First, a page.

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Target says all of the letters it's sending to shoppers are posted on the company's Web site, along with information about what customers need to do to sign up for Target's free credit monitoring.
Snyder confirmed that the information gathered for the free service won't be used for marketing purposes. While shoppers are being offered the option of continuing the monitoring service after a year, they won't be automatically re-enrolled in the service or receive a bill.
The retail giant wasn't the only company to get hit with a data breach over the holidays. Last week, Neiman Marcus said thieves stole some of its customers' payment information and made unauthorized charges over the holidays. The Dallas-based luxury retailer is also offering its customers free credit monitoring for a year and plans to post sign-up instructions on its Web site by the end of next week.
Target's credit monitoring is being provided by Experian. Company officials wouldn't disclose details about how many Target customers have signed up for the free services.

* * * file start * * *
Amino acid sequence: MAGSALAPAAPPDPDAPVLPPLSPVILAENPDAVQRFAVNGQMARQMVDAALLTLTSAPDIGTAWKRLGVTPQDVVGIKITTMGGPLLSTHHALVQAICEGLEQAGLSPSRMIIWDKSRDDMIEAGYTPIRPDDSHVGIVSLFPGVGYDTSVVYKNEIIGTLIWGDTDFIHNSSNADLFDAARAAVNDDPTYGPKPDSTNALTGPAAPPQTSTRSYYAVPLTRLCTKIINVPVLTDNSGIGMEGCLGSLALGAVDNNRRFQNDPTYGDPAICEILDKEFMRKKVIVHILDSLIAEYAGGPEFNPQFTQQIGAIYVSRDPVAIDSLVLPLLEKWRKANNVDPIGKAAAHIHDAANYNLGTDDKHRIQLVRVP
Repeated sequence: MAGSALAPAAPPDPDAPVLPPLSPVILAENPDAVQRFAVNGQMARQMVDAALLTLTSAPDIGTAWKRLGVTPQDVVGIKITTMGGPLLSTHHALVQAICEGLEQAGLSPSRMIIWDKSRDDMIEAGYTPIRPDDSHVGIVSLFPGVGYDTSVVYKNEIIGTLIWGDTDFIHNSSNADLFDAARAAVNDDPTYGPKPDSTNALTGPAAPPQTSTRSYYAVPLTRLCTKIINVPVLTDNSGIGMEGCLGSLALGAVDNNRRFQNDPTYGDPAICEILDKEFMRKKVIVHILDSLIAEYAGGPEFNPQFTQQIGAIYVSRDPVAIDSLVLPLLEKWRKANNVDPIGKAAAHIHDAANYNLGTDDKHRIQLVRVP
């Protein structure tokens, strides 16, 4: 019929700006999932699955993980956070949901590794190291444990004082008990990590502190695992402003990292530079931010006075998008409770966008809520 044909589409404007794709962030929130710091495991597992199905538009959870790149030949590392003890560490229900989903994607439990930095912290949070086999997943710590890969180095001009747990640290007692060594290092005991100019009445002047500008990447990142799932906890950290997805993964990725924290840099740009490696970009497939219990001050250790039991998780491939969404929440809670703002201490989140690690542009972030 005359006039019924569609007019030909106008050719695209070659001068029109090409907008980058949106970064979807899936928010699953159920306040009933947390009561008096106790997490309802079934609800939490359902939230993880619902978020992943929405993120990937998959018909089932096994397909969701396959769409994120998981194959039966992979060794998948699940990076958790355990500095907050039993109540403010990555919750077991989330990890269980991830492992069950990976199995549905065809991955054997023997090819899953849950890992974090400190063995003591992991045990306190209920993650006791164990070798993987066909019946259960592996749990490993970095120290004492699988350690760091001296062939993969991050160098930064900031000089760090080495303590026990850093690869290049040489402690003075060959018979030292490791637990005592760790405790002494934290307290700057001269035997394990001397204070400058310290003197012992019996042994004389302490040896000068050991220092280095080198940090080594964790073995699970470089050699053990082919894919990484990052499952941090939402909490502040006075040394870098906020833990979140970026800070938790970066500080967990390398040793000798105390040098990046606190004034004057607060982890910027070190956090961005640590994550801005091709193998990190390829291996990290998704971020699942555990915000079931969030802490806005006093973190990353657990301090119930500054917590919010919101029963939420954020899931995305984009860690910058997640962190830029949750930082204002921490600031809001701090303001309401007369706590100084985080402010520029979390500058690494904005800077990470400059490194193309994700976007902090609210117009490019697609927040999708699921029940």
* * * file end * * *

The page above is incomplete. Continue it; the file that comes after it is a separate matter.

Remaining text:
Blakeman says he was immediately skeptical when he saw the email from Target.
After the news broke a few weeks ago, his bank automatically sent him a new debit card, so he's not worried about his bank account. And while he remains concerned about identity theft, he probably won't sign up for Target's free credit monitoring.
"I know there's always a chance it could happen to me," he says. "I can't win the Powerball, but watch me get hit with identity theft."
© 2014 Associated Press/AP Online under contract with NewsEdge. All rights reserved.
Our Sekind Hand:
Posted: 2014-01-24 @ 5:41am PT
The government should change their concentration from over-regulating businesses to investigating and punishing perpretrators.